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Tuesday, August 22, 2023

The History of Wrestling in North Carolina

Wrestling has a long and storied history in North Carolina, dating back to the early days of the business. The state has produced some of the most famous wrestlers in the industry today, such as AJ Styles, Jeff Hardy, and Cody Rhodes. North Carolina is the state of origin of wrestlers who were in major promotions and later also became stars on the independent scene, including former WCW star The Stro (then known as The Maestro), former WWE star Shannon Moore, and former Impact Wrestling star Andrew Everett. It's the birthplace of Vince McMahon, one of the most powerful executives in the industry. North Carolina is the birth state of wrestlers who were very popular during the first wrestling boom in the history of American wrestling, such as Junk Yard Dog, Stan Lane, and Rockin' Robin. It has also been home to one of the most important wrestling promotions, Jim Crockett Promotions, which later became World Championship Wrestling.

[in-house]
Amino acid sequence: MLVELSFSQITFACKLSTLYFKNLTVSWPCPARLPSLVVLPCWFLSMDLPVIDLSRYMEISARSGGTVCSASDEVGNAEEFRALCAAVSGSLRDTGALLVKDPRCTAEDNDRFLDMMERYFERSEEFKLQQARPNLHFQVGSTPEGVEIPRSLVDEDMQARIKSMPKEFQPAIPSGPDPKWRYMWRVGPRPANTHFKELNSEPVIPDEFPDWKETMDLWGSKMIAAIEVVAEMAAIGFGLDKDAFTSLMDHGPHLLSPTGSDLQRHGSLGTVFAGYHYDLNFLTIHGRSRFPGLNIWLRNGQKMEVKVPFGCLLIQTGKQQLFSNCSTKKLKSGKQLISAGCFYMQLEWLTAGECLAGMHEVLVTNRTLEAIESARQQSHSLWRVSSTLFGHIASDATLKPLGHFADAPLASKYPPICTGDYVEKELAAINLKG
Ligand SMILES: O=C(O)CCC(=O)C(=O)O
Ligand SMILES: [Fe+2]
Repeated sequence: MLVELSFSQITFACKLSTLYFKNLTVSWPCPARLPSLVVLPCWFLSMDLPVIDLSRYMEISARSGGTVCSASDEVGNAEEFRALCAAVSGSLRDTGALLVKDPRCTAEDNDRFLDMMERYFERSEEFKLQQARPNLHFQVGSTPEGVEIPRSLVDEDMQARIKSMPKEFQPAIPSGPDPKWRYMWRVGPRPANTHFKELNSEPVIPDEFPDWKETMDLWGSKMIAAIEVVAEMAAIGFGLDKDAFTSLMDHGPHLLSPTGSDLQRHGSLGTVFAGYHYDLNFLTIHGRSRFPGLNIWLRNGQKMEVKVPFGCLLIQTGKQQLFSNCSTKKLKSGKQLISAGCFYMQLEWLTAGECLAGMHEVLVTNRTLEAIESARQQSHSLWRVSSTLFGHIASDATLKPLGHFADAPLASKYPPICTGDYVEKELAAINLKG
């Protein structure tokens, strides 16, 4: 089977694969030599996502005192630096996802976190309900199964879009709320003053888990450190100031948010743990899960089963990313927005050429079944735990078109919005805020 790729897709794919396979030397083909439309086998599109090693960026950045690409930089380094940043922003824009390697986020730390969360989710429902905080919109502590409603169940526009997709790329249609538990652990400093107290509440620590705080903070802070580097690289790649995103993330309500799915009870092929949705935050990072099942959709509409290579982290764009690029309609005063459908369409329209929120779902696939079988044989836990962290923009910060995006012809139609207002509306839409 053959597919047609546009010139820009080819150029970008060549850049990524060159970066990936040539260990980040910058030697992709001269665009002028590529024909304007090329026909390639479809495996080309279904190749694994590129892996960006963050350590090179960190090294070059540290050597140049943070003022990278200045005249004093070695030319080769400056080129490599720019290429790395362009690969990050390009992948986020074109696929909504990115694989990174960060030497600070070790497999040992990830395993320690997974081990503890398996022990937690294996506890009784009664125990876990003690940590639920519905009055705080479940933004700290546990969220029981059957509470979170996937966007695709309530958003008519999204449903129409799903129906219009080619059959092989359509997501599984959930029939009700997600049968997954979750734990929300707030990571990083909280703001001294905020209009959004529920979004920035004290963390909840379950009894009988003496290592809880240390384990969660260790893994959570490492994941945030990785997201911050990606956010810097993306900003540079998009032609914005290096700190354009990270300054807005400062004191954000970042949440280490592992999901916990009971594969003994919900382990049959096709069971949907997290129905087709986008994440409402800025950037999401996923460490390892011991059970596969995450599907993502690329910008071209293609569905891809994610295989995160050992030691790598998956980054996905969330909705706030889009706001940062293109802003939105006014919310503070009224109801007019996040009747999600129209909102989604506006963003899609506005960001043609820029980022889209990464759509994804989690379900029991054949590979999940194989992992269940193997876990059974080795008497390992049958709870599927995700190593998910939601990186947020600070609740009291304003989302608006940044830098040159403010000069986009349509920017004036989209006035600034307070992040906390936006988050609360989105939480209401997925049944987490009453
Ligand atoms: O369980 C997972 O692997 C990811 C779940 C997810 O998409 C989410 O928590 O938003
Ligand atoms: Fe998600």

The first pro wrestling match on record took place in 1923 in Greensboro, North Carolina. One wrestler featured in the match was Renato Gardini, an Italian Greco-Roman wrestler who competed in the 1912 Olympics. This was an independent event, which was followed by another one in 1929, this event featuring Gus Sonnenberg defending the AWA World Heavyweight Championship and World Heavyweight Championship. Wrestling returned to North Carolina in the 1930s via Eastern States Championship Wrestling (ESCW), promoted by Jim Crockett Sr.- this was the original name of what is best known as Jim Crockett Promotions/WCW.